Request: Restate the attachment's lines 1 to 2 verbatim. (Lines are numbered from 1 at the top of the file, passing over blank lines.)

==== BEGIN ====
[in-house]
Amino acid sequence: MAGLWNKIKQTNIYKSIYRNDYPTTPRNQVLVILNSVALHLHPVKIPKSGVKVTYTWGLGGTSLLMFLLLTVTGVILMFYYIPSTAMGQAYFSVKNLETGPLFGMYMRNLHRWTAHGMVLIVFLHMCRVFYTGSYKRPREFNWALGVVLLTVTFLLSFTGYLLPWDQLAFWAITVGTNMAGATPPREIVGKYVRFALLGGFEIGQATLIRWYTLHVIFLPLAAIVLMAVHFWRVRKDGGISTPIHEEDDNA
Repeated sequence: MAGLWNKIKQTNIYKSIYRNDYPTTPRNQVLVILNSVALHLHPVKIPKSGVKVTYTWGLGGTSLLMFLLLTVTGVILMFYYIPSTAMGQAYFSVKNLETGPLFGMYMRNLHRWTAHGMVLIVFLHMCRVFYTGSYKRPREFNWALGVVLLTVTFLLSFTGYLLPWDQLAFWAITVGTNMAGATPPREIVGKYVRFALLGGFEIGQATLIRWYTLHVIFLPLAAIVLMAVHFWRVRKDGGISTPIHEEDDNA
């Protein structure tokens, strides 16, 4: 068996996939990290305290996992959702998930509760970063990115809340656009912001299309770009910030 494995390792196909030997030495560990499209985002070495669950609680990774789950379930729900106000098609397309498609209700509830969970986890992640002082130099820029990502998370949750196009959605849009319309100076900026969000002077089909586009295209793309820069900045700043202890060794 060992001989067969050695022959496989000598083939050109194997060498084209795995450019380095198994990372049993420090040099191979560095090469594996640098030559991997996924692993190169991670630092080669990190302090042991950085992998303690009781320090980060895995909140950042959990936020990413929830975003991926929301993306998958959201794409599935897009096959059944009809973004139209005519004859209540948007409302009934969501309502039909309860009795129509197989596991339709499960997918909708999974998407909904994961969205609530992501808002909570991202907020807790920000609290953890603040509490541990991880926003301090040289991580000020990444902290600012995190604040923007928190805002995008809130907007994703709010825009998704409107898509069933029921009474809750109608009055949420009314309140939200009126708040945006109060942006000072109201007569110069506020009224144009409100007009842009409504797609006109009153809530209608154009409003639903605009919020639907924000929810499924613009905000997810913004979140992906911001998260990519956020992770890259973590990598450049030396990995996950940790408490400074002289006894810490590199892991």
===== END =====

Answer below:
[in-house]
Amino acid sequence: MAGLWNKIKQTNIYKSIYRNDYPTTPRNQVLVILNSVALHLHPVKIPKSGVKVTYTWGLGGTSLLMFLLLTVTGVILMFYYIPSTAMGQAYFSVKNLETGPLFGMYMRNLHRWTAHGMVLIVFLHMCRVFYTGSYKRPREFNWALGVVLLTVTFLLSFTGYLLPWDQLAFWAITVGTNMAGATPPREIVGKYVRFALLGGFEIGQATLIRWYTLHVIFLPLAAIVLMAVHFWRVRKDGGISTPIHEEDDNA